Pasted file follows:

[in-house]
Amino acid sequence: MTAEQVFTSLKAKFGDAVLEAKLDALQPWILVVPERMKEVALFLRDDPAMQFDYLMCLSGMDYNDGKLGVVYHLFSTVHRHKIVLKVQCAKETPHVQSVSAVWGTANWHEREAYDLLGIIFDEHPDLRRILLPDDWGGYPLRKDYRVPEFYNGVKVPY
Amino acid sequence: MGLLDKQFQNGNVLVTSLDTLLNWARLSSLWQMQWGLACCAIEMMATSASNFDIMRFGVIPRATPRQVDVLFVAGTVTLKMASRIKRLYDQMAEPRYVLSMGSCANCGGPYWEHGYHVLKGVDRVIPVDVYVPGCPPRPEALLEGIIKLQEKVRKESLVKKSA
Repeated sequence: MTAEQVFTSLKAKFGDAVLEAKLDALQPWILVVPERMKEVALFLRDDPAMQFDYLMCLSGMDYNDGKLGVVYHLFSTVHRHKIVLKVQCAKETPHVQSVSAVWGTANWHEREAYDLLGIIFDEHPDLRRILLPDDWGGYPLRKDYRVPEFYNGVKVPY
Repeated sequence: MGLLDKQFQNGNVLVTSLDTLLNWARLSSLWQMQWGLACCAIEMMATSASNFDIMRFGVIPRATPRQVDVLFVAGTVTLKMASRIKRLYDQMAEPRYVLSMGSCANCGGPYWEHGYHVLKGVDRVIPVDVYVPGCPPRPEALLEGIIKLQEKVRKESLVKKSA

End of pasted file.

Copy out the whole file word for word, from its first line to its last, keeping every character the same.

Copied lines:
[in-house]
Amino acid sequence: MTAEQVFTSLKAKFGDAVLEAKLDALQPWILVVPERMKEVALFLRDDPAMQFDYLMCLSGMDYNDGKLGVVYHLFSTVHRHKIVLKVQCAKETPHVQSVSAVWGTANWHEREAYDLLGIIFDEHPDLRRILLPDDWGGYPLRKDYRVPEFYNGVKVPY
Amino acid sequence: MGLLDKQFQNGNVLVTSLDTLLNWARLSSLWQMQWGLACCAIEMMATSASNFDIMRFGVIPRATPRQVDVLFVAGTVTLKMASRIKRLYDQMAEPRYVLSMGSCANCGGPYWEHGYHVLKGVDRVIPVDVYVPGCPPRPEALLEGIIKLQEKVRKESLVKKSA
Repeated sequence: MTAEQVFTSLKAKFGDAVLEAKLDALQPWILVVPERMKEVALFLRDDPAMQFDYLMCLSGMDYNDGKLGVVYHLFSTVHRHKIVLKVQCAKETPHVQSVSAVWGTANWHEREAYDLLGIIFDEHPDLRRILLPDDWGGYPLRKDYRVPEFYNGVKVPY
Repeated sequence: MGLLDKQFQNGNVLVTSLDTLLNWARLSSLWQMQWGLACCAIEMMATSASNFDIMRFGVIPRATPRQVDVLFVAGTVTLKMASRIKRLYDQMAEPRYVLSMGSCANCGGPYWEHGYHVLKGVDRVIPVDVYVPGCPPRPEALLEGIIKLQEKVRKESLVKKSA